20% of Americans affected by rising gun violence, family loss

A recent survey by the Kaiser Family Foundation found that around one in five Americans have had a family member killed with a gun, highlighting the far-reaching impact of the country's gun violence epidemic. The survey also found that around a fifth of Americans have been personally threatened with a gun and around one in six have personally witnessed someone being shot. The poll, conducted from March 14 to March 23, surveyed 1,271 adults across the country.

The poll also found that gun violence disproportionately affects people of color, with Black adults around twice as likely as white adults to report having a family member killed with a gun and having witnessed a shooting. Hispanic adults were also more likely than white adults to report witnessing a shooting.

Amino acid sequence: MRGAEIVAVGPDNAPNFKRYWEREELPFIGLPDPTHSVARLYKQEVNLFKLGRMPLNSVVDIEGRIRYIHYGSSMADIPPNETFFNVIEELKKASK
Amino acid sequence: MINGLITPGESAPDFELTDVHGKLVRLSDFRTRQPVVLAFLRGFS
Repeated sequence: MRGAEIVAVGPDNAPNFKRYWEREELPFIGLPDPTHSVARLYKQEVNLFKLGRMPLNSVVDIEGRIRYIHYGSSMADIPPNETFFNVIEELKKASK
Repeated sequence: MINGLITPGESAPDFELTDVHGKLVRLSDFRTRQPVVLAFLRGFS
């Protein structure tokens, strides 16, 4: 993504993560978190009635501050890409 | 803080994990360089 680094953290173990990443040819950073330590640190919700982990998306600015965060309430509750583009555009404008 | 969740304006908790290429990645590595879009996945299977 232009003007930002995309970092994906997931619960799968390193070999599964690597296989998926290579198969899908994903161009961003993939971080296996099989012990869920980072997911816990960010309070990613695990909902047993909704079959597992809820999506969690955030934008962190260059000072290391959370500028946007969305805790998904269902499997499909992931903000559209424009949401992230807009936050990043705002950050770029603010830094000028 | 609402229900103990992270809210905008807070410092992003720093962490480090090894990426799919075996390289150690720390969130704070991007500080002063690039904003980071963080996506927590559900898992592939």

The vast majority of Americans (84%) report taking steps to protect themselves or their families from gun violence, including talking to their children about gun safety, purchasing a gun or another weapon like a knife or pepper spray, and avoiding large crowds or public transport. However, of the four in ten adults who reported living in a house with a gun, three quarters said they did not follow common gun-safety practices like storing the gun unloaded, locked away and apart from ammunition.

The issue of gun violence has been reignited in recent months due to a flurry of mass shootings, including Monday's shooting at a bank in downtown Louisville, Kentucky, which claimed the lives of five people. This year alone, mass shootings have already claimed the lives of more than 200 people in nearly 150 incidents, according to the Gun Violence Archive. The U.S. is an outlier among its peers when it comes to firearm death rates, with rates often tens of times higher than other nations like France, Australia, Japan, and the U.K.

Despite the growing problem of gun violence, political efforts to curb gun deaths have been absent, stagnant or woefully ineffective, and the issue remains intensely partisan. A significant minority of Americans, mostly Republicans, believe mass shootings are simply par for the course of living in a free society.


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